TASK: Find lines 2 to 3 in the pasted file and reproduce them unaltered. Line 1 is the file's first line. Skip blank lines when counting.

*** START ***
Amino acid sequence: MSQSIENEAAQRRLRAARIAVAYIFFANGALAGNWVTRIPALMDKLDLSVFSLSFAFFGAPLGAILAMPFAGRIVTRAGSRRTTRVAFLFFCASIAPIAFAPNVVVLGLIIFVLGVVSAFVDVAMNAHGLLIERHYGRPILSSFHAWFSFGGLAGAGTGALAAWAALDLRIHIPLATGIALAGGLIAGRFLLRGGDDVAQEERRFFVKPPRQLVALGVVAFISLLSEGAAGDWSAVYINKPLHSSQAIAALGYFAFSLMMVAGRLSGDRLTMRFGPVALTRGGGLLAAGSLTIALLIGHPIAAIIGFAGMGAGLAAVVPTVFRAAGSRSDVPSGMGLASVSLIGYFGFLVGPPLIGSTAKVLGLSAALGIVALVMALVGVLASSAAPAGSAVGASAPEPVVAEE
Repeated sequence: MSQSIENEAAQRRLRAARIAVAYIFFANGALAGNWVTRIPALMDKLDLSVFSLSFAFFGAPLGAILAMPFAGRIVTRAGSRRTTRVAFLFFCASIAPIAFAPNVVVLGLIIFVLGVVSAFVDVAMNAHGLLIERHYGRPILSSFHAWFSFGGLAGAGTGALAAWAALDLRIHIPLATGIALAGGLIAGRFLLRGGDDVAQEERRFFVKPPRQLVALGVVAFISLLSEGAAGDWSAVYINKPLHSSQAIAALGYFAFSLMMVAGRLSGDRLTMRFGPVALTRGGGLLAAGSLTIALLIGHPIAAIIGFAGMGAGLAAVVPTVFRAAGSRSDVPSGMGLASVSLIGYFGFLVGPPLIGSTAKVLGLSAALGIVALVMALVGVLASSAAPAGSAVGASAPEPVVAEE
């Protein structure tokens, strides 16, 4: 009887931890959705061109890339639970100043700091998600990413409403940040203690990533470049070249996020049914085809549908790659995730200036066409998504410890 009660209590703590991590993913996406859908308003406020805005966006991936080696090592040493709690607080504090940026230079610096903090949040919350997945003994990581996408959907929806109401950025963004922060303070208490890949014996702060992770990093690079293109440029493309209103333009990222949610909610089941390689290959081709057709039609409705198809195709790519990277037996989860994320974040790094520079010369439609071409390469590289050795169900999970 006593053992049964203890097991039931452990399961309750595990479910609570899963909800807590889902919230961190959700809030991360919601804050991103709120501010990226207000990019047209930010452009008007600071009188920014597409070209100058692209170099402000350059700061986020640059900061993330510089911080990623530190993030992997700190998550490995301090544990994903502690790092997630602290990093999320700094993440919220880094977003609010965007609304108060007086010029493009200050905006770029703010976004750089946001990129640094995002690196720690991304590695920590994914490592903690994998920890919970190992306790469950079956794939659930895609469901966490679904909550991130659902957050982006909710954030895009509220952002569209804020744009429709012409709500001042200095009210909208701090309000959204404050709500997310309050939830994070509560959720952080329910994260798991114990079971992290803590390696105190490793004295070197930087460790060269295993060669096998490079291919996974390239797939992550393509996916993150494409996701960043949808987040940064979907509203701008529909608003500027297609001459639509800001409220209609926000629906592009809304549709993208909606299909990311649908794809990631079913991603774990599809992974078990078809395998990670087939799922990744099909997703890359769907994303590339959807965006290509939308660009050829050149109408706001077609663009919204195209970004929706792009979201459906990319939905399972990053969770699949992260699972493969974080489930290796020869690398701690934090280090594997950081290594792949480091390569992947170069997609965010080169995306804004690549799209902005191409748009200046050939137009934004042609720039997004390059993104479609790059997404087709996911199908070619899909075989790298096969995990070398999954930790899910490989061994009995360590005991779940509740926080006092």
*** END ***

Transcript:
Repeated sequence: MSQSIENEAAQRRLRAARIAVAYIFFANGALAGNWVTRIPALMDKLDLSVFSLSFAFFGAPLGAILAMPFAGRIVTRAGSRRTTRVAFLFFCASIAPIAFAPNVVVLGLIIFVLGVVSAFVDVAMNAHGLLIERHYGRPILSSFHAWFSFGGLAGAGTGALAAWAALDLRIHIPLATGIALAGGLIAGRFLLRGGDDVAQEERRFFVKPPRQLVALGVVAFISLLSEGAAGDWSAVYINKPLHSSQAIAALGYFAFSLMMVAGRLSGDRLTMRFGPVALTRGGGLLAAGSLTIALLIGHPIAAIIGFAGMGAGLAAVVPTVFRAAGSRSDVPSGMGLASVSLIGYFGFLVGPPLIGSTAKVLGLSAALGIVALVMALVGVLASSAAPAGSAVGASAPEPVVAEE
């Protein structure tokens, strides 16, 4: 009887931890959705061109890339639970100043700091998600990413409403940040203690990533470049070249996020049914085809549908790659995730200036066409998504410890 009660209590703590991590993913996406859908308003406020805005966006991936080696090592040493709690607080504090940026230079610096903090949040919350997945003994990581996408959907929806109401950025963004922060303070208490890949014996702060992770990093690079293109440029493309209103333009990222949610909610089941390689290959081709057709039609409705198809195709790519990277037996989860994320974040790094520079010369439609071409390469590289050795169900999970 006593053992049964203890097991039931452990399961309750595990479910609570899963909800807590889902919230961190959700809030991360919601804050991103709120501010990226207000990019047209930010452009008007600071009188920014597409070209100058692209170099402000350059700061986020640059900061993330510089911080990623530190993030992997700190998550490995301090544990994903502690790092997630602290990093999320700094993440919220880094977003609010965007609304108060007086010029493009200050905006770029703010976004750089946001990129640094995002690196720690991304590695920590994914490592903690994998920890919970190992306790469950079956794939659930895609469901966490679904909550991130659902957050982006909710954030895009509220952002569209804020744009429709012409709500001042200095009210909208701090309000959204404050709500997310309050939830994070509560959720952080329910994260798991114990079971992290803590390696105190490793004295070197930087460790060269295993060669096998490079291919996974390239797939992550393509996916993150494409996701960043949808987040940064979907509203701008529909608003500027297609001459639509800001409220209609926000629906592009809304549709993208909606299909990311649908794809990631079913991603774990599809992974078990078809395998990670087939799922990744099909997703890359769907994303590339959807965006290509939308660009050829050149109408706001077609663009919204195209970004929706792009979201459906990319939905399972990053969770699949992260699972493969974080489930290796020869690398701690934090280090594997950081290594792949480091390569992947170069997609965010080169995306804004690549799209902005191409748009200046050939137009934004042609720039997004390059993104479609790059997404087709996911199908070619899909075989790298096969995990070398999954930790899910490989061994009995360590005991779940509740926080006092």